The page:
As a 17-year veteran of Carroll Hospital, nurse Michelle Rivers has seen a lot, but she couldn't help be moved when her colleagues honored her for her accomplishments. In May, Rivers was named the Carroll Hospital Nurse of the Year for 2017.
"Honestly, I can relate now to how Miss America feels when she gets crowned," Rivers said. "It was just a very humbling experience to be around my peers and when they called my name. It's still brings tears to my eyes even now."
Nurse of the Year has been awarded to one member of the Carroll Hospital staff during Nurses Week, in early May, for at least 20 years, according to Stephanie Reid, chief nursing officer at the hospital.
"Any of the nurses on staff can be nominated," Reid said, "but it's not any of the leaders; it's peers, bedside nurses" who make the nomination.
Rivers came to Carroll Hospital 17 years ago because she was already living in Carroll, and she "wanted to be able to live in a community and serve in that community."
Today, Rivers is a nursing education specialist, helping orient new nursing staff and train them on new software. Three years ago, Reid said, Rivers was instrumental in getting the hospital a special certification for dealing with geriatric patients.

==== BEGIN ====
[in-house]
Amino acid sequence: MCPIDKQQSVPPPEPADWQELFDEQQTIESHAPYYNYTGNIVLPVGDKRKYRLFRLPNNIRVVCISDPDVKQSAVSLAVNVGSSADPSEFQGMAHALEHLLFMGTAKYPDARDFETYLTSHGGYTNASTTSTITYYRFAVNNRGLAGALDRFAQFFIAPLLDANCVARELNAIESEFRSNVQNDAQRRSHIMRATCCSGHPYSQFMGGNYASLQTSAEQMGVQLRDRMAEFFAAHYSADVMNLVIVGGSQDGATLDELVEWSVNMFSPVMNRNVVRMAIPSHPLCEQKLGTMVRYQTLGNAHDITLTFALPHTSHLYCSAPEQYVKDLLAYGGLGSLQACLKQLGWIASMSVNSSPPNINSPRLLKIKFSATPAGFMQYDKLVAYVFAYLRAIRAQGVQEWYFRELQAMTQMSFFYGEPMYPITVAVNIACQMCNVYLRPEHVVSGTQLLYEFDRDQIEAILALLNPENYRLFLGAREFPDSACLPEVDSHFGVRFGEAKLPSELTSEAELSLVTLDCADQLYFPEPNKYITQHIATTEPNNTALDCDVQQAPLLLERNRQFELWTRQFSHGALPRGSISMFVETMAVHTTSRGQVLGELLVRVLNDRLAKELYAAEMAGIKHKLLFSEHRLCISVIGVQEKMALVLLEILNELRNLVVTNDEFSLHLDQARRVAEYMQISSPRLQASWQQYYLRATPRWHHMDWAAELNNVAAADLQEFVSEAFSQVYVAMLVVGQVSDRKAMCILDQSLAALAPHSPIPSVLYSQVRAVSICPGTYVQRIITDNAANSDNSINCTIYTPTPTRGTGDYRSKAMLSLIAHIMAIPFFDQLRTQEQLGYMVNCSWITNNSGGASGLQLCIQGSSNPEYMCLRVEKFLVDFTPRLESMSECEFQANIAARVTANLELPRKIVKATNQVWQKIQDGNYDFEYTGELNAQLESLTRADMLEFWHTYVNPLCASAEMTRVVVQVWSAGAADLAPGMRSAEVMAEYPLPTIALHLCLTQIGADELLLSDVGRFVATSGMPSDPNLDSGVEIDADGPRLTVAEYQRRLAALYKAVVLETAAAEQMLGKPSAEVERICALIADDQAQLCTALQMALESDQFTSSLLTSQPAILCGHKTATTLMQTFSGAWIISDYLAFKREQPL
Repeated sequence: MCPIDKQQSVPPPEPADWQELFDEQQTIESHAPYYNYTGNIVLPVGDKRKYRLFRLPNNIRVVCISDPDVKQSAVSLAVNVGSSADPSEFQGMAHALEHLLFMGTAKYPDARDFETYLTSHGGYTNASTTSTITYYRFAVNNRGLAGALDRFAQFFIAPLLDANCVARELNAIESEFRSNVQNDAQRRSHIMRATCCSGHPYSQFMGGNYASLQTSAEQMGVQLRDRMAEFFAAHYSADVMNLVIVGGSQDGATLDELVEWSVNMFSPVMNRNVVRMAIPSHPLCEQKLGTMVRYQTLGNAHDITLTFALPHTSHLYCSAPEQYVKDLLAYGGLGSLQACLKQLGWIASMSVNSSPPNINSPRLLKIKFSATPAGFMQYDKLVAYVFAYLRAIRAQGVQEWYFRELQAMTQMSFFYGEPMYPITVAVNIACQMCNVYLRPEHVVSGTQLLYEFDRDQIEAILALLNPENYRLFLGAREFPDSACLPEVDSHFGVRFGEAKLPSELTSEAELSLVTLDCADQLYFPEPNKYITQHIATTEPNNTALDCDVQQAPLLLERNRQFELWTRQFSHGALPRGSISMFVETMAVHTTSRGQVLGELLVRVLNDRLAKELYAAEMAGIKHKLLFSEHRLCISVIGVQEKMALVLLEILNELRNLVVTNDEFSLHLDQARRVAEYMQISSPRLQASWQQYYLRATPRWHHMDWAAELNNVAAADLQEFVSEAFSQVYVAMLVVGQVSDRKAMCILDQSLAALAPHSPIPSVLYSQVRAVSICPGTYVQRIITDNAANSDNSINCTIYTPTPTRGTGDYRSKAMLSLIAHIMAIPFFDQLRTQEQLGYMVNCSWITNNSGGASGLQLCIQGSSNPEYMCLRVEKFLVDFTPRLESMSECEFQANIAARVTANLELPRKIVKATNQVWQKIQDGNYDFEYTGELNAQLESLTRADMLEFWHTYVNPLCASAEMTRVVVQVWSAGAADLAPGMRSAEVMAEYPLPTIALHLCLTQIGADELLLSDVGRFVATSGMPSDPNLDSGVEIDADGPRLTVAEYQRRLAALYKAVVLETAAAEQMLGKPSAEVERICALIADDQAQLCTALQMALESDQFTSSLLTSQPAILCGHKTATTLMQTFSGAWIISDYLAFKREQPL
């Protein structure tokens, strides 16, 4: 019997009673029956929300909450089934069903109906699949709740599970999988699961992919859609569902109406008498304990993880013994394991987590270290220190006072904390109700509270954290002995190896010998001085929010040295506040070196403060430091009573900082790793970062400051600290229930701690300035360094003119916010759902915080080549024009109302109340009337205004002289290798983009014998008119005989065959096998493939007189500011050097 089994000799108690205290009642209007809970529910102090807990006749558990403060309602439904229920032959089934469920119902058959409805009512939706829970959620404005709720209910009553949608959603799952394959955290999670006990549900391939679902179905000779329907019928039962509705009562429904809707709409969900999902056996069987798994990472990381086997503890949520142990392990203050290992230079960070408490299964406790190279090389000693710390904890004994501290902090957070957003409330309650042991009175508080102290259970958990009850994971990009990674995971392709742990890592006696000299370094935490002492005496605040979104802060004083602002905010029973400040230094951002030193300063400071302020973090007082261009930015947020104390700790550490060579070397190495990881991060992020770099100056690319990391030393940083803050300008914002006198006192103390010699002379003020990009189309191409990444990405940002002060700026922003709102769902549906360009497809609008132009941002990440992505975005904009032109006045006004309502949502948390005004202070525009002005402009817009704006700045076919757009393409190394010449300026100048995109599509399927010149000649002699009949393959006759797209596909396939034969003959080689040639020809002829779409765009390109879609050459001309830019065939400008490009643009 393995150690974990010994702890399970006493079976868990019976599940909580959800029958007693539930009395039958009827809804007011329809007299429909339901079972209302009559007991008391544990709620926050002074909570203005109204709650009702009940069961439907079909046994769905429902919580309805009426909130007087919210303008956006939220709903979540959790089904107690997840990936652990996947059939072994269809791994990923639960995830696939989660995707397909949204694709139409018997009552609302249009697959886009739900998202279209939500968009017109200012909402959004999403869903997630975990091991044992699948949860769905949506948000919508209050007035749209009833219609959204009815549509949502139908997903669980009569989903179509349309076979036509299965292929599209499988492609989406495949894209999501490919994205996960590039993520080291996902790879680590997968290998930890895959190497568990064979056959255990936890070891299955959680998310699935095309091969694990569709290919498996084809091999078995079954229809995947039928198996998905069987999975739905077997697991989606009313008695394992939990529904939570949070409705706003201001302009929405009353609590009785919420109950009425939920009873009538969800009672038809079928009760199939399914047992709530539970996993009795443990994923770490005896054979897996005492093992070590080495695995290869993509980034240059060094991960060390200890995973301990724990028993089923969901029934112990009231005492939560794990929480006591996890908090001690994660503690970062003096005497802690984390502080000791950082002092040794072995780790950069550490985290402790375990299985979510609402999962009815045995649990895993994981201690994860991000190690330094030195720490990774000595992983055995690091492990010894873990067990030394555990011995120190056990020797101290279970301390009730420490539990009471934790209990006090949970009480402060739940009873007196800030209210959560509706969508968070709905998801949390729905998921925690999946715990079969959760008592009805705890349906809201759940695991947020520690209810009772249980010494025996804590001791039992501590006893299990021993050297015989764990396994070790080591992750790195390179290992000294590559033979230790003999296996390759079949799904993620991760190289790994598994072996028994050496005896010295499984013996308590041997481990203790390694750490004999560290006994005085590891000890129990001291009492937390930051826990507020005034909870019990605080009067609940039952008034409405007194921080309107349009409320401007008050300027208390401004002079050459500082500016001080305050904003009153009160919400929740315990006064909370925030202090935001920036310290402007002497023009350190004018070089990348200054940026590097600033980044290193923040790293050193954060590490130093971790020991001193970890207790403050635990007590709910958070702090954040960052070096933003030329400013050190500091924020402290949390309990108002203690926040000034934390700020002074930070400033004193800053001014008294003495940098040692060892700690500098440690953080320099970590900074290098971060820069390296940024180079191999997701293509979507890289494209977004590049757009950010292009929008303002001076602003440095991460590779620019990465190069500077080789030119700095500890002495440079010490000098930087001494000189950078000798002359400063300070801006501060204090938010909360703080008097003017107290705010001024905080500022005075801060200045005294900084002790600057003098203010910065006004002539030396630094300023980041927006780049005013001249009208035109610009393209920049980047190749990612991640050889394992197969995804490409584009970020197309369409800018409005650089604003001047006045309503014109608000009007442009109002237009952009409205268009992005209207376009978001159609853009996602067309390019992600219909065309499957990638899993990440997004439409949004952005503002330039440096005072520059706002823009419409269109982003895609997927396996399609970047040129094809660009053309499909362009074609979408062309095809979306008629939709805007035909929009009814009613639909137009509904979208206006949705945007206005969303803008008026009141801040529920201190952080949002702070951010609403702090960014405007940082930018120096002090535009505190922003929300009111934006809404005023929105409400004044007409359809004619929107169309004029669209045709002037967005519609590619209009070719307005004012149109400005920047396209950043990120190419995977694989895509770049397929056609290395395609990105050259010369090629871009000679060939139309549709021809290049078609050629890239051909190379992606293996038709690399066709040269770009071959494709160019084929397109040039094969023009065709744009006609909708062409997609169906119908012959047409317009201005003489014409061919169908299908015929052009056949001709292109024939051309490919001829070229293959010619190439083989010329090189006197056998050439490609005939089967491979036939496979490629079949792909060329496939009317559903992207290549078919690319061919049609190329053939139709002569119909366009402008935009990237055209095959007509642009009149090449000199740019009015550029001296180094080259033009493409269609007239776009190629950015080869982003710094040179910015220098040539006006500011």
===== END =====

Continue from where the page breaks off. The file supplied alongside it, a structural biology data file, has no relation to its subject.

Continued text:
It's one of Rivers' favorite things about nursing, sharing the knowledge she's acquired over the years with others.
"Even though I am not caring for the patients, I hope my knowledge and my passion for what I do is brought to the people who are at the bedside," she said.
But that's not to say Rivers never practices bedside nursing skills any longer. One of the things about Rivers that has so impressed her colleagues, Reid said, is how she can dip in and out of any unit, any situation, offering a helping hand.
"She is one that always goes the extra mile to get whatever a peer, a patient, any physician a customer may need — she just always gives her all," Reid said. "She rolls up her sleeves; she is not afraid to get her hands dirty."
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Just one example: Rivers gets around to a lot of units in the hospital in the course of her daily duties, Reid said, and earlier this year Rivers found herself in the hospital's Family Birthplace in the middle of an extremely busy shift.
"She picked up on that. She actually went and changed her clothes, got on scrubs, and came back and helped that team," Reid said. "And once she helped them get caught up, she ordered them pizzas since they hadn't had time to get to the cafeteria to eat. That's just sums her up — she is just amazingly responsive and caring."
It's not something she had to do, Rivers said, but it's just the way she operates.
"I just do things because I do them from the heart," she said. "I don't need a reward. I just want to make people happy."